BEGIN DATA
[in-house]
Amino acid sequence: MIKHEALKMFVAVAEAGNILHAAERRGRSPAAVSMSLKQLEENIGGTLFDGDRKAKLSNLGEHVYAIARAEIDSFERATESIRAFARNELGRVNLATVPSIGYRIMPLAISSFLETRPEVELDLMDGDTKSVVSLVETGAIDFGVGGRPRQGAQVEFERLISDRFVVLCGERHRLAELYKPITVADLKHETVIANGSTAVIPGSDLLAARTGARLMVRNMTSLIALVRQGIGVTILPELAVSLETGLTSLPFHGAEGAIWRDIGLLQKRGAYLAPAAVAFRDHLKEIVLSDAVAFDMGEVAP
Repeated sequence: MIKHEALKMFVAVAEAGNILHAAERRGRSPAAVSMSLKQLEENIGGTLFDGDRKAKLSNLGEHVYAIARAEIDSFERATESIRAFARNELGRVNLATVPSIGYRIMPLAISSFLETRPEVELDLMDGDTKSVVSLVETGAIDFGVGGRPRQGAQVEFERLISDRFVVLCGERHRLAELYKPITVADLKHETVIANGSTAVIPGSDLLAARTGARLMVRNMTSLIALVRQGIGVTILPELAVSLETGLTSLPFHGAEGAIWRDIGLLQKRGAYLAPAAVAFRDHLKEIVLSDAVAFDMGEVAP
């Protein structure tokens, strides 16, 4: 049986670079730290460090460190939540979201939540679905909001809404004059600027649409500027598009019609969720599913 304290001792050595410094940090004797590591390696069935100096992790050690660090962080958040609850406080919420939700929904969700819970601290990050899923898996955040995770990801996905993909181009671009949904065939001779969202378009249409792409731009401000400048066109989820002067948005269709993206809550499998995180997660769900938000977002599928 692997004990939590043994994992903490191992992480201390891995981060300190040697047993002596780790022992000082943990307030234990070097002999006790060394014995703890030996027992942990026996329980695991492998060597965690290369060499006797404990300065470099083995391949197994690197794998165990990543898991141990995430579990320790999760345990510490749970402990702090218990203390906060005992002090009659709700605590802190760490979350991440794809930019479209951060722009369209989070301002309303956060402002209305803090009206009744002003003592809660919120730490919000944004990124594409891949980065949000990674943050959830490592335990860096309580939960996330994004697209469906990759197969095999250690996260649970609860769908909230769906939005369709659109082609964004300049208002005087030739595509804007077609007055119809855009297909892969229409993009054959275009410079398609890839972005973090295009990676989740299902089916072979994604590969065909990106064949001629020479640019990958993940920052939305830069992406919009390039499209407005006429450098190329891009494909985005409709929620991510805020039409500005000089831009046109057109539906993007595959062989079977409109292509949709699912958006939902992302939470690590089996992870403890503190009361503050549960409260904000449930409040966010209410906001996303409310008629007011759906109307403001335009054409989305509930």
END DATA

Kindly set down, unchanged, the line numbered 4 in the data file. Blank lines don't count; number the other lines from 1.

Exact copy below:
């Protein structure tokens, strides 16, 4: 049986670079730290460090460190939540979201939540679905909001809404004059600027649409500027598009019609969720599913 304290001792050595410094940090004797590591390696069935100096992790050690660090962080958040609850406080919420939700929904969700819970601290990050899923898996955040995770990801996905993909181009671009949904065939001779969202378009249409792409731009401000400048066109989820002067948005269709993206809550499998995180997660769900938000977002599928 692997004990939590043994994992903490191992992480201390891995981060300190040697047993002596780790022992000082943990307030234990070097002999006790060394014995703890030996027992942990026996329980695991492998060597965690290369060499006797404990300065470099083995391949197994690197794998165990990543898991141990995430579990320790999760345990510490749970402990702090218990203390906060005992002090009659709700605590802190760490979350991440794809930019479209951060722009369209989070301002309303956060402002209305803090009206009744002003003592809660919120730490919000944004990124594409891949980065949000990674943050959830490592335990860096309580939960996330994004697209469906990759197969095999250690996260649970609860769908909230769906939005369709659109082609964004300049208002005087030739595509804007077609007055119809855009297909892969229409993009054959275009410079398609890839972005973090295009990676989740299902089916072979994604590969065909990106064949001629020479640019990958993940920052939305830069992406919009390039499209407005006429450098190329891009494909985005409709929620991510805020039409500005000089831009046109057109539906993007595959062989079977409109292509949709699912958006939902992302939470690590089996992870403890503190009361503050549960409260904000449930409040966010209410906001996303409310008629007011759906109307403001335009054409989305509930």